Who is afraid of job survey?
Finance minister Arun Jaitley had on Tuesday called more than 100 academics “purported economists” and “compulsive contrarians” for issuing an appeal to restore the credibility of economic statistics and described as “preposterous” suggestions of job losses in the country.
Less than 24 hours later, it emerged how the Narendra Modi government was frittering away a golden chance to prove the “compulsive contrarians” and doubters wrong.
The Centre has effectively sounded the death knell for a quarterly employment survey by not clearing the air on its fate in spite of a funding deadline lurking round the corner.
An expert committee, appointed to look into whether it has lost its relevance, had recommended that the survey be discontinued. The quarterly survey was instituted in 2008 during the global downturn, covering establishments engaging over 10 workers in sectors such as manufacturing, construction, trade, transport, IT/BPO, education and health.
Curiously, the committee to review the relevance of the survey was set up in June 2018 after the figures showed that new jobs had remained below 2 lakh in all quarters since July 2016 and the growth was either negative or flat in manufacturing and construction.
In January this year, the committee headed by former chief statistician T.C.A. Anant recommended discontinuation of the quarterly survey as it felt that the “wealth of information” from the database of the Employees’ Provident Fund Organisation (whose figures differed with those of the quarterly survey) “can be used more rigorously….”
However, by then, jobs had become a hot-button political issue and unpalatable questions were being asked about Prime Minister Modi’s pre-election promise to create 2 crore jobs every year.
Since then, a perceived suppression of indigestible statistics and periodical revisions have landed the official statistical machinery in controversies. Against this backdrop and with elections fast approaching, the government appears to have developed cold feet in taking a clear stand on the fate of the quarterly survey.
Concern had begun to grow in the Labour Bureau, a labour ministry wing that conducts the quarterly survey, because the request for funds to carry out the exercise has to be placed by the last week of March.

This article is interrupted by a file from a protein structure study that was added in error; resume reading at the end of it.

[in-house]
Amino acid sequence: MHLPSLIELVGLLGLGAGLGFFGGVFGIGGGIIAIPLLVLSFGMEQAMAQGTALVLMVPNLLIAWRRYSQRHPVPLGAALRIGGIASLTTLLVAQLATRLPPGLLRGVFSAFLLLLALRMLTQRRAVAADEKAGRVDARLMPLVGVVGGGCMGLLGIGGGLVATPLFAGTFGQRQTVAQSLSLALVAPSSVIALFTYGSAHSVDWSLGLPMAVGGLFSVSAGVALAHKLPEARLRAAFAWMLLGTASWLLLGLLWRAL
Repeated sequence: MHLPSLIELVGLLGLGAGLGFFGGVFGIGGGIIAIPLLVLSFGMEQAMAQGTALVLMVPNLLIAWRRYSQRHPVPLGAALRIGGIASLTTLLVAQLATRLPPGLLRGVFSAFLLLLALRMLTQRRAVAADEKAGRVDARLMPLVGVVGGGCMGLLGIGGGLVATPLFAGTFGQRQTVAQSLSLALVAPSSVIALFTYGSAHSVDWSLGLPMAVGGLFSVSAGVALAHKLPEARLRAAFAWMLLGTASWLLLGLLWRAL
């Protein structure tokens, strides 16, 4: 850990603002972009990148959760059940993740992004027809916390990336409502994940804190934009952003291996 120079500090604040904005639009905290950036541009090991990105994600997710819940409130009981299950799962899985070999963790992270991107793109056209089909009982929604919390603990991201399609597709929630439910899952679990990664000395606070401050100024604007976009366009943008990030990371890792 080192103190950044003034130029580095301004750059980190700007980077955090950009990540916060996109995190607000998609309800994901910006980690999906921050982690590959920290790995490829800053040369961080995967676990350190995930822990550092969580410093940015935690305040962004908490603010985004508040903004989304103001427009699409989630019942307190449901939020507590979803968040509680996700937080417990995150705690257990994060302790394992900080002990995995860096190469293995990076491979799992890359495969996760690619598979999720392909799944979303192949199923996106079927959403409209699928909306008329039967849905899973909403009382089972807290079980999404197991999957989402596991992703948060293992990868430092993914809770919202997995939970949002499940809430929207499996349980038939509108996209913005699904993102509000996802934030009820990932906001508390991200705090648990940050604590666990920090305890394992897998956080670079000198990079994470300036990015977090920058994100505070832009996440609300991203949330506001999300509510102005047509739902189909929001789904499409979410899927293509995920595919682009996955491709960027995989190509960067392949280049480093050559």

Unsure whether the survey will survive or not, the Labour Bureau had written to the Union labour ministry two months ago seeking a clarification.
But the labour ministry has not yet responded, sources said. The dithering stands in sharp contrast to the finance minister’s swift and acerbic response in less than five days to the appeal by 108 economists and social scientists to restore integrity to official data.
However, the Labour Bureau has sent a separate proposal for funds for implementing the newly started area frame survey, which gathers job data in informal units employing less than 10 workers in the eight sectors. The ministry is currently processing the proposal for funding for the new survey.
The Labour Bureau spends around Rs 10 crore every year on the quarterly survey. “The service of the surveyors engaged in the quarterly employment survey will end this month. The survey may stop completely from next month,” an official said.
Sources suggested that the government was not averse to dumping the old survey but it may not take any decision until the elections are over.
Not everyone agrees with the recommendation of the committee to scrap the quarterly survey. Santosh Mehrotra, chairperson of the Centre for Informal Sector and Labour Studies in Jawaharlal Nehru University (JNU), said the data sets from the quarterly employment survey and the EPFO were not comparable.
“The quarterly survey covered both organised and un-organised sectors. The EPFO covers only the organised sector,” Mehrotra said.